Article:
Block Scheduling is an alternative to the traditional school year schedule. Many homeschoolers live in the realm of alternative scheduling so dipping a toe in block scheduling should not be too scary. My daily schedule does not resemble a traditional school year. I plan my day in a Charlotte Mason fashion of short classes yet covering a vast amount of material in one year which is divided up into trimesters. Most Block Scheduling schools operate on trimesters and cover a vast amount of work in one year. However, the classes are long and better suited for a mature child.
What is Block Scheduling?
Simply put block scheduling is a type of school or academic scheduling where a student has fewer classes during the day but for a longer amount of time. This often results in many classes being completed in one semester or extended due to not meeting daily. For example a student would have math on Monday, Wednesday and Friday for 60-120 minutes and then meet the next week on Tuesday and Thursday for 60-120 minutes. There are other methods but all involved using blocks of time to learn one particular subject for an extended amount of class time.
Benefits of Block Scheduling:
Classes can be completed in less time than on the traditional calendar.
Students can complete assignments, discussions, and various types of work or experiments during one class time as opposed to spreading it out over 2 or 3 classes.
Some say that students absorb more material and have the opportunity to go more in-depth due to the extended amount of class time.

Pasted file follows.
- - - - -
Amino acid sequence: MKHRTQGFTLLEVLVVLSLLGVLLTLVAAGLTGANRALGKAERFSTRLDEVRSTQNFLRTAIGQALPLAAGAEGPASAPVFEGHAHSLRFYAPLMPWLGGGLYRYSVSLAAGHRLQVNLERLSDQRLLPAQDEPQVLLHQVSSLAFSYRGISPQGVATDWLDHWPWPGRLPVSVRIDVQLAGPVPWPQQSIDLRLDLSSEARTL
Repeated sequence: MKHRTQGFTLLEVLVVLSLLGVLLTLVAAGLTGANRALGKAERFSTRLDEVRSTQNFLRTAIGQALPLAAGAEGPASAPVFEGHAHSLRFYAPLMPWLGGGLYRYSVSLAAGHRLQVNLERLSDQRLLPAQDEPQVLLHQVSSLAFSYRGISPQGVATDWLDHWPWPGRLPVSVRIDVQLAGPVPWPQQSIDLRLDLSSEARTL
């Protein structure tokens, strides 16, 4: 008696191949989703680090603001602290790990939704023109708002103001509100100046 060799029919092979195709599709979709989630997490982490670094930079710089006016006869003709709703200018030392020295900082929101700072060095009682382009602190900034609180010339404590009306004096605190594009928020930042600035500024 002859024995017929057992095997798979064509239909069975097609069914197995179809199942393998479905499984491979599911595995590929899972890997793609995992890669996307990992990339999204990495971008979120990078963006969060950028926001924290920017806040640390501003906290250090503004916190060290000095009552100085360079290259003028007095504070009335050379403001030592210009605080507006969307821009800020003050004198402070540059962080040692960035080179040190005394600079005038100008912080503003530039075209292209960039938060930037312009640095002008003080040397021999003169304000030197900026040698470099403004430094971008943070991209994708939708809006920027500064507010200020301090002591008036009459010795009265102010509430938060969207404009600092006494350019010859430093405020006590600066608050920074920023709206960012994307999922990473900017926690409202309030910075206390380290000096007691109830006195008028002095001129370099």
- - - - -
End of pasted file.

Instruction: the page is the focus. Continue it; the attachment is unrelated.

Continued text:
Students can take more classes in one year since many classes which would normally take a full year may only take one semester.
Disadvantages of Block Scheduling:
The class time is extended so many students find they become bored.
Some say that students do not absorb the class material as well due to boredom or being overwhelmed with the amount of work in one class.
Absences are difficult to make up for.
Having classes only last one semester can make it more difficult for a child to move ahead. For instance if a student completes Algebra 1 the first semester he will not take Algebra 2 until the first or second semester of the next year. Some say this length of time off of a subject like English, math or science can be detrimental.
While the number of classes is decreased the amount of homework is increased and more in-depth for each class. This can be overwhelming and some educators say detrimental to the student’s ability to focus and absorb material.